WASHINGTON — Springtime gardeners be warned: If you’re planning on planting bell pepper, pole beans and green cabbage this spring, you might not be getting the most for your money.
At least that’s the determination of a book published this month, “Square Foot Gardening High Value Veggies: Homegrown Produce Ranked by Value.” The book ranked vegetables in terms of their return on investment, calculating which veggies save money and which ones you’d be better off buying from the grocery store.
The rankings factor in the yield plants give per square foot and how much they cost to buy.
“Of course you have to subtract things like how much water you used to produce that vegetable,” says Kim Roman, the organization’s interim CEO. Roman is based in Timonium, Maryland.
Most cost-effective to grow
Author Mel Bartholomew is the founder of the Square Foot Foundation, a nonprofit promotes a form of raised-bed gardening confined to a square-foot box. The book fits into the nonprofit’s broader mission of ending world hunger.
“It sounds like a lofty goal, but Mel figures if everybody learns square-foot gardening and turns around and teaches it to someone else, we could really help alleviate hunger,” Roman says.
Once you learn the basics, there’s the matter of what to do next. “After he [Bartholomew ] taught people how to garden, the very first question he got was, ‘What should I plant?’” Roman says.
So he came up with this ranking system as a way to help these gardeners out. According to the book, the most cost-effective veggies for home gardeners are:
- Cherry tomato
- Heirloom tomato
- Winter squash
- Hybrid tomato
While herbs are widely recognized for their convenience, parsnip was a less-obvious choice. It, along with several other root vegetables, had a strong showing in the top 10 because certain root vegetables are relatively easy to grow and don’t require a lot of water. “They’re also more expensive in the grocery store,” Roman says.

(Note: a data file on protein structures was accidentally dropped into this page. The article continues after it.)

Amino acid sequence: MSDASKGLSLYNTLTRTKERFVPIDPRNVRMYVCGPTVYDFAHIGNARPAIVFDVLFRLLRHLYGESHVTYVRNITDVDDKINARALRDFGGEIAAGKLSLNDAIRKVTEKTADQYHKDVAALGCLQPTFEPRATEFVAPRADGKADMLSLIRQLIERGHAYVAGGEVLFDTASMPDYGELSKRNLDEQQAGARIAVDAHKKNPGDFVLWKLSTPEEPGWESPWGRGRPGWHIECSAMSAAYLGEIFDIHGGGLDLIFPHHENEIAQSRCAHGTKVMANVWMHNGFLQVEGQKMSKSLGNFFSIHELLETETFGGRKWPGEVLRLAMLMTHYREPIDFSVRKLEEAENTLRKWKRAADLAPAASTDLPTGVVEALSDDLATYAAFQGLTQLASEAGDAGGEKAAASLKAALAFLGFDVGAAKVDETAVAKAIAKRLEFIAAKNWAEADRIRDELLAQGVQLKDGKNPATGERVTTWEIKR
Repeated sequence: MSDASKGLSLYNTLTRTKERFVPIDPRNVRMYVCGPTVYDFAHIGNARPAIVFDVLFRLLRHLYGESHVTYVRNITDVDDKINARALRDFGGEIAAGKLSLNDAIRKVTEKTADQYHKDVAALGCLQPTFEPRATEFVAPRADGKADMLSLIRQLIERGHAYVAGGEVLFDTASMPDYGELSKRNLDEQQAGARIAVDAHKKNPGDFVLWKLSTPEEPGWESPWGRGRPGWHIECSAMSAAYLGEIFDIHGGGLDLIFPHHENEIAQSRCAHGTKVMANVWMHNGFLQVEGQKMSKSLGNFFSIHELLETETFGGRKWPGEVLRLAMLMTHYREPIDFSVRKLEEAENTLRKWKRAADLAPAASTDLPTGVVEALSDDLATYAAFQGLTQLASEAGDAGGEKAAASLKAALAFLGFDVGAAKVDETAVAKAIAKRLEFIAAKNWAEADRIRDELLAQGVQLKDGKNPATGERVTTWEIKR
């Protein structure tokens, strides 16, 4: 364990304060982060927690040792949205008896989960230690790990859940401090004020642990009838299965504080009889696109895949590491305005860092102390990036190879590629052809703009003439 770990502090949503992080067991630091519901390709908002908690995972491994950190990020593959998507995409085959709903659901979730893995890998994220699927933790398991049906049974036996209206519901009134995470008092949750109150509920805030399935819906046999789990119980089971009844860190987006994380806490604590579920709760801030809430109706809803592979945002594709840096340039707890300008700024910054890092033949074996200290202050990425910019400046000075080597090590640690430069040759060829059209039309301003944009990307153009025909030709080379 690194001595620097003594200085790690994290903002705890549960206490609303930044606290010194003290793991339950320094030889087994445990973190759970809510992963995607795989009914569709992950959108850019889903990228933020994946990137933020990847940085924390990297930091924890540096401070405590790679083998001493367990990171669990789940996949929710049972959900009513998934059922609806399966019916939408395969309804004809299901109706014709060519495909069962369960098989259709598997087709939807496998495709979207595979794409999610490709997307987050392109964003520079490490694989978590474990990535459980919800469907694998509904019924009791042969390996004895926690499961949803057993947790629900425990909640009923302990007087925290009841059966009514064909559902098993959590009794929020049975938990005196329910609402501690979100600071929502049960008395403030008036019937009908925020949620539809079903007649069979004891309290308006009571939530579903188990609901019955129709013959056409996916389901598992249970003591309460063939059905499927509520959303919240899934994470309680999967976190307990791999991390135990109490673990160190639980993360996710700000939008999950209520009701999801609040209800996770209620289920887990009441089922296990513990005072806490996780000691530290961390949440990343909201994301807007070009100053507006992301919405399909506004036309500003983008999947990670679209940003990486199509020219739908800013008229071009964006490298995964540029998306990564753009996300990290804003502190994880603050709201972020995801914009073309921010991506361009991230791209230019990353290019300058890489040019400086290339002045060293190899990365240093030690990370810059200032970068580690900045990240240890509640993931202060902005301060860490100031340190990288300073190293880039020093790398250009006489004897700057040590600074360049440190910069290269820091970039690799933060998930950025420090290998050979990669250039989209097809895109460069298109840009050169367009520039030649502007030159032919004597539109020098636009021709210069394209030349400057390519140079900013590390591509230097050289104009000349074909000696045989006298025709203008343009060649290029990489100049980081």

The bad news is a lot of things people would consider planting around this time of year aren’t very cost-effective. Topping the list was the potato, whose growing season typically falls between March 20 and May 10, according to the University of Maryland Extension.
“You can actually purchase them cheaper than what it costs for water, soil amendments — things like that,” Roman says.
Here’s the full list of the least cost-effective veggies:
- Brussels sprouts
- Bell pepper (Note: bell peppers could be more cost-effective if you leave them in the ground longer; it’s cheaper to grow red or yellow peppers than buy them at the store, Roman says.)
- Swiss chard
- Pole and bush bean
- Green cabbage
Roman says these lists aren’t meant to be concrete rules, the “thou shalts” and “thou shalt nots” of home gardening.
“Really if it’s something you enjoy growing, or if you want to make sure it’s organic,” Roman says, “don’t let these figures stop you from growing something that you really love.”